Ornithology If you think you can’t go birding on a computer—think again! To replace field-based or museum-based independent research projects, Professors Peter Hodum and Peter Wimberger have turned to Cornell Lab of Ornithology Bird Cams, which live-stream bird feeding stations and nests from around the world. Students are also using citizen science data from eBird to analyze trends in the distribution and abundance of species. In lieu of a bird dissection lab, the professors are collaborating with Slater Museum Collections Manager Gary Shugart to provide videos of dissections, as well as using digital software to allow students to examine various aspects of internal anatomy. In addition, students are conducting socially distanced bird surveys either in their yards or near their homes to practice their identification skills and become more familiar with local birds.

Modern Physics According to Professor Andrew Rex, his 200-level physics course requires a slightly different approach than the introductory physics courses when it comes to modifying labs. Rather than have students work through simulations, he sends them data “so that they can do the kinds of modeling and statistical analysis that they have learned throughout the year.” In one lab on radioactivity, for example, they used provided data to calculate half-lives and beta particle penetration depths. As a result, Rex says, students “still get to practice their analytical skills, even if they miss the part of the lab experience that involves adjusting equipment and taking measurements.”

Analytical Chemistry Though many jokes are made about the name of the course, analytical chemistry truly does require extremely careful and precise technique and measurement (re: titration lab). It’s hard to practice your technical skills from the comfort of your couch, but as Professor Dan Burgard says, “most of the techniques were at least introduced in the first half of the semester,” making them familiar to students. In lieu of inperson labs, Burgard is now providing students with videos of him doing the experiment, which they are expected to watch in conjunction with the lab handout prior to lab. Then, during lab, students are given LoggerPro datasets and placed in small groups to analyze the data and answer questions, which are then uploaded through a Canvas quiz. Burgard relates, “the synchronous group work on crunching the data seemed to be more successful than I anticipated and I have been really impressed with how well they all get to work in the groups.”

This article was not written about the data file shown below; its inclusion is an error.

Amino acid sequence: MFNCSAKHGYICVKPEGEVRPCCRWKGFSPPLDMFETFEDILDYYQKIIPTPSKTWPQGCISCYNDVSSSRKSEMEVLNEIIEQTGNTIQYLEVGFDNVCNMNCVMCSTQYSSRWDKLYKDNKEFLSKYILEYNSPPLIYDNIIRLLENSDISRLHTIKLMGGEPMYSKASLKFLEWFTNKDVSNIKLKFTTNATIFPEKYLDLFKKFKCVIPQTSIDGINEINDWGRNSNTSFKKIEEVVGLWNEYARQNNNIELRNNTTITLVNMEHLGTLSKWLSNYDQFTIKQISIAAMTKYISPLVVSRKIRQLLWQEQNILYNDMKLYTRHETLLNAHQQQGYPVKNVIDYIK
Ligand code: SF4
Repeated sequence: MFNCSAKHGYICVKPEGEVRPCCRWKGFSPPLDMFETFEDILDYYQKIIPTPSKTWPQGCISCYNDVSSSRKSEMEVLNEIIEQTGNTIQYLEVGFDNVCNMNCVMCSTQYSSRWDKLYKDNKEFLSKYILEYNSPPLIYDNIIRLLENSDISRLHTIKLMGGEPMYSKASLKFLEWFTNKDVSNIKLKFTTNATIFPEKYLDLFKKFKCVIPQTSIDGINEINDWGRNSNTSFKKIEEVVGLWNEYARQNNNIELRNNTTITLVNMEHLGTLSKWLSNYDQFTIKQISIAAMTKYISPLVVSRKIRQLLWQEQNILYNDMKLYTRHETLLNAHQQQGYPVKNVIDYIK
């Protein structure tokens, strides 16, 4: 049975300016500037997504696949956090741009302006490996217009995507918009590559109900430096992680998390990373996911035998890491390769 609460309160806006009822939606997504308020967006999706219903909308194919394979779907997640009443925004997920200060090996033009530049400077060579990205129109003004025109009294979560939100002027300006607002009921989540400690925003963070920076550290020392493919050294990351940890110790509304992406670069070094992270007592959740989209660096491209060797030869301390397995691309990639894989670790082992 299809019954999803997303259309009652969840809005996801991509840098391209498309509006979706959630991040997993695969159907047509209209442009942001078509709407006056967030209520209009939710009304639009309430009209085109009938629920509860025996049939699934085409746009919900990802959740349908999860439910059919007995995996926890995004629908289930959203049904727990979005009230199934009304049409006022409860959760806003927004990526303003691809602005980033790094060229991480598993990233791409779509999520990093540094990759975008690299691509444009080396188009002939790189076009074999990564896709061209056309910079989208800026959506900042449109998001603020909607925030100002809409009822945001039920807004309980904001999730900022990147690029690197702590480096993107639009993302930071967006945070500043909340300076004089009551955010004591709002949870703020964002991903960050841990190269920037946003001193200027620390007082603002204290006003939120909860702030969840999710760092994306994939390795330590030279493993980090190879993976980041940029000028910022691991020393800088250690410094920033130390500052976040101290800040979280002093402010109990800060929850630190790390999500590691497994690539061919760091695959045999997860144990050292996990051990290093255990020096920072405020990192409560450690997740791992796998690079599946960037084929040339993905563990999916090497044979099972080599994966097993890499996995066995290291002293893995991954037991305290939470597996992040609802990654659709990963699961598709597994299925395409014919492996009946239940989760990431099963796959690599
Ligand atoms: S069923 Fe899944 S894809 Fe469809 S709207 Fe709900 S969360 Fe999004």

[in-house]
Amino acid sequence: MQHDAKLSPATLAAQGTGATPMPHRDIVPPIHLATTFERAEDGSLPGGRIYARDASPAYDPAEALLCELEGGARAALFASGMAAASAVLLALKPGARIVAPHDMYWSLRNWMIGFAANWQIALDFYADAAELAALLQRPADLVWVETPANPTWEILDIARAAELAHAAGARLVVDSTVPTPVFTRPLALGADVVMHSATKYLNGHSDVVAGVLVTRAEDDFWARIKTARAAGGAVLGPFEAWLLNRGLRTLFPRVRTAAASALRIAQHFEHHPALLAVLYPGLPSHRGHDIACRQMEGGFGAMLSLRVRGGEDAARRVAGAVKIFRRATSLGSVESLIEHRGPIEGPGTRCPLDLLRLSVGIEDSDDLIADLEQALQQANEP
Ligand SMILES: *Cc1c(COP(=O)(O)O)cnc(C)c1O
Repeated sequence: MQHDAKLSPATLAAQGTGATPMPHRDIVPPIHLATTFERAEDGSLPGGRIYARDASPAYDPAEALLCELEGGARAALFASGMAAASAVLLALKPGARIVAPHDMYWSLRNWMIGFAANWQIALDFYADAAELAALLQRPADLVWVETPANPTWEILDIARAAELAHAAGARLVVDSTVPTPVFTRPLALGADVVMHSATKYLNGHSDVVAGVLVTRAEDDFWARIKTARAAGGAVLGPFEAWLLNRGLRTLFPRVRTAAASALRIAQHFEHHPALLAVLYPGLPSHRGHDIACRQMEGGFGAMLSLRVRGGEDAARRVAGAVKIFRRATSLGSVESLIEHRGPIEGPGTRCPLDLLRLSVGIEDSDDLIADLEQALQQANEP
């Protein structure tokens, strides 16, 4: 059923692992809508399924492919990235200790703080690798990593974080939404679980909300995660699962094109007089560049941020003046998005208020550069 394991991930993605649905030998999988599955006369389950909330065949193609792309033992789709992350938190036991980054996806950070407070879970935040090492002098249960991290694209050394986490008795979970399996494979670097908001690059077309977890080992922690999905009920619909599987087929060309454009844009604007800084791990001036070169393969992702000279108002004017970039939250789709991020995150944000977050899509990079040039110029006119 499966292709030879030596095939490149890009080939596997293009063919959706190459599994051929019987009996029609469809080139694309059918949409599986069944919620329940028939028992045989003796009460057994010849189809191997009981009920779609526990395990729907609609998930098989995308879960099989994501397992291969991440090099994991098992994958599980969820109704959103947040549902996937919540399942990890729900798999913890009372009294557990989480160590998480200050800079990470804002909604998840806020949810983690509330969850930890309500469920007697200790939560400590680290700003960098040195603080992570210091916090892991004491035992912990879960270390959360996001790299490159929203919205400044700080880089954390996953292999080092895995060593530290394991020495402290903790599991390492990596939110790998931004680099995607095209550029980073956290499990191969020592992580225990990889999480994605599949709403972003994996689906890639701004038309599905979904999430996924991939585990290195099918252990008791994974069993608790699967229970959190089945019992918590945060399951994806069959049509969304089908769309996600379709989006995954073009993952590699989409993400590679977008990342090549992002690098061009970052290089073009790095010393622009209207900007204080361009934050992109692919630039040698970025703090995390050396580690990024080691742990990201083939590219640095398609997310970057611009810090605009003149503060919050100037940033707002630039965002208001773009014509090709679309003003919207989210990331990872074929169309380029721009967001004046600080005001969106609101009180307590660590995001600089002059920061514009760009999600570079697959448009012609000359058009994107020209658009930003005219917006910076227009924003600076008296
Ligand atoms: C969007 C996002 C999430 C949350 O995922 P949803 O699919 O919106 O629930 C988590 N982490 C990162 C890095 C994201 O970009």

Student Perspectives Biology Senior Thesis – Noah Dillon “How do you grow marine microbes to finish your thesis project while not in lab? Well, you can’t. Thankfully, I have an amazing advisor, Oscar Sosa, who is finishing up the lab work! It is not an ideal way to finish my senior year as I have been in lab since freshman year; however, we need to do our part in keeping the community safe. Missing lab work and social distancing is a small sacrifice to make in the grand scheme of things. I do think that science education has been affected by the switch to online learning. The good news is that people may appreciate the power of science in keeping us safe. We may see a boost to science education and research as a result.” Photo courtesy of Noah Dillon

Biology Senior Thesis – Gabe McHugh “I’m a senior working on my writing and researching for my thesis. Right now with no access to my lab notes or data I’ve been focusing on writing a lot more than researching. I’m lucky to have 4 years of past work to write about, but because I can’t get into the lab I have scrapped unfinished projects that would have been part of my thesis and am now writing about the past 3 years of work instead of 4. It certainly isn’t what I wanted to have happen but I’ve adapted. I’m still running into some challenges with reporting accurate lab reagent recipes and manufacturers; however, I’ve been able to rely on my research mentor to send photos of the materials I need. Hopefully I will be able to return and collect some of my data to work on for the lab after graduation and this pandemic.” Photo courtesy of Gabe McHugh


Biology Directed Research – Daniel Balderrama

Photo courtesy of Daniel Balderrama

“While there is no substitute for actually working physically in the lab, thanks to new technologies there is still a lot we can do virtually and from home. In the Madlung lab we do a lot of genetic work to help us better understand the ways certain light receptor proteins affect plant development. When we are in the lab, on top of all of our individual projects, we all spend a lot of time in our greenhouse growing tomatoes as we try to breed new mutant lines for our research. Luckily we were able to extract DNA from a lot of plants, and have the DNA sent for sequencing. Now with the switch to doing everything virtually, we have the perfect opportunity to analyze all the genetic sequence data that’s been piling up. This is really important for the lab, because this will let us know if we have plants with the different genotypes we are looking for so we can collect fruit and seeds from them. This ensures that future students will have new genetic mutants and plenty of seeds so they can continue to conduct research for the Madlung lab. Even though my own personal experiment can’t continue, I’m glad I can do this to make sure that when students return to campus, the Madlung lab will be ready to start up again, and future students will be able to conduct their own experiments with the plants I bred, just as I was able to use mutants that past students had helped create.”